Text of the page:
On “IV,” Letting Up Despite Great Faults Return With A Flourish
On March 4th, Austin, Texas-based indie rock outfit Letting Up Despite Great Faults released their first album in eight years, IV! Drenched in jangly guitars, atmospheric synthesizers, and dream pop/shoegaze production, IV provides the world with more of what made the band stand out in the late 2000s/early 2010s. Some of it sounds like it could very easily soundtrack an 80s movie, and that soundtracking capacity is what makes this album a truly grand flourish. Let’s take it track by track, shall we?
“Kisses” is an excellent instrumental opener. It sets the stage for the album without ever overstaying its welcome, particularly as it gives way into “Corners Pressed.” “Corners Pressed” has an amazing lead guitar line, fantastic shoegaze vocal production, and straightforward drums. All of these elements combine into a phenomenal, complete song. While the vocals are mixed into the instrumental to serve as another instrument, they never feel completely buried. They sit ever-so-slightly above the rest. There are moments where the lyrics get a bit jumbled, but in this style, I don’t feel like that fully matters. It’s more about the energy and the vibe of the sound.
Following “Corners Pressed” is “Softly, Bravely.” “Softly, Bravely” is one of the first songs on this album that fully takes influence from The Cure. I have in my notes that most of this album can be related to “Just Like Heaven” and “In Between Days,” and that begs the question: are the members of Letting Up Despite Great Faults just incredible fans of The Cure, or are they big fans of the movie Sing Street? The 80s dream pop production oozes out of every song on this album, and it all comes back to a single influence.
That’s not to say there aren’t moments on this album that feely wholly unique. “Gorgeous” is a gorgeous track with relatively heavier guitars and a bit more forward vocal production, which is a pretty cool dichotomy to have near the middle of the album. Which, I must say: the pacing on this album is fantastic. There are moments to breathe, and there are moments to just be hit by the wall of sound. As I’ve mentioned before, the four songs an artist has to nail – opener, end of side A, start of side B, and closer – are pretty much all nailed here. “New Ground” is a phenomenal end to a phenomenal first side of an album, and though it is only my second favorite on the record, it is very close to that top spot.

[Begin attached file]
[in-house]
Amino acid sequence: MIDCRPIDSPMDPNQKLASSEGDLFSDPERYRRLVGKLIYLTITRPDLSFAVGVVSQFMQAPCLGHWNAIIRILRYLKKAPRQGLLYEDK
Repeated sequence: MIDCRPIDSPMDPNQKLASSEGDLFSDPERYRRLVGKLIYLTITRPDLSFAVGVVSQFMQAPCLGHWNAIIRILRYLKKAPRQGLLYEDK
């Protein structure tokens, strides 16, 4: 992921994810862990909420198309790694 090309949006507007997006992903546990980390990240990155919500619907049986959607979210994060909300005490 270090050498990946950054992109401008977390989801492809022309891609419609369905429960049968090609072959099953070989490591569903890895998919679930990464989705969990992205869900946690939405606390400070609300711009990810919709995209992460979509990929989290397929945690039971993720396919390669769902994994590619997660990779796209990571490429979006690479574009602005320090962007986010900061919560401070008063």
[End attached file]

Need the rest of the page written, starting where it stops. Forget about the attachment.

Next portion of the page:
Note that I said “pretty much all nailed” on the four songs bit. Unfortunately, a major downside to this record is the start of side B. “Gemini” is a good song, but that’s just it: it’s just good. There are so many great moments and songs on this record that a good song like “Gemini” just seems like a misfire. It’s the weakest in terms of lead guitar lines, and it lasts just a bit too long. However, the next track is my favorite on the album, so “Gemini” gets a little bit of a pass.
“She Spins” is dream pop perfection. Read my review of it here to see exactly what I mean, but there are no wasted moments on “She Spins.” It is flawless. Check it out now.
Following up “She Spins” with “Tumble” is excellent because it changes the energy of the album – the vibe, if you will – and the opening lyric immediately calls the previous song into question. Starting a song that follows a partial love song with the line “Do you love her” immediately calls that last sentiment into question and creates a unique tension at the end of the album, keeping the listener hooked and waiting to see what happens. It’s also important to note that this line is one of the most clearly understandable lines of the whole album, which means it was important to bring out for a reason.
“Curl” is a nice penultimate track because it serves as a palette cleanser following that tension that was just created, and “Self-Portrait” sticks the landing as a closer, even with a long intro. It feels like a closing track should, particularly on an album like this. It’s energetic, it’s sonically hopeful, and it brings together all of the elements that made the earlier songs work. Phenomenal end to a phenomenal album.
Check out IV below! It’s only about 30 minutes long, and those 30 minutes are well spent. Letting Up Despite Great Faults have timed their return perfectly, and it’s exciting to see. Let us know what you think below as well!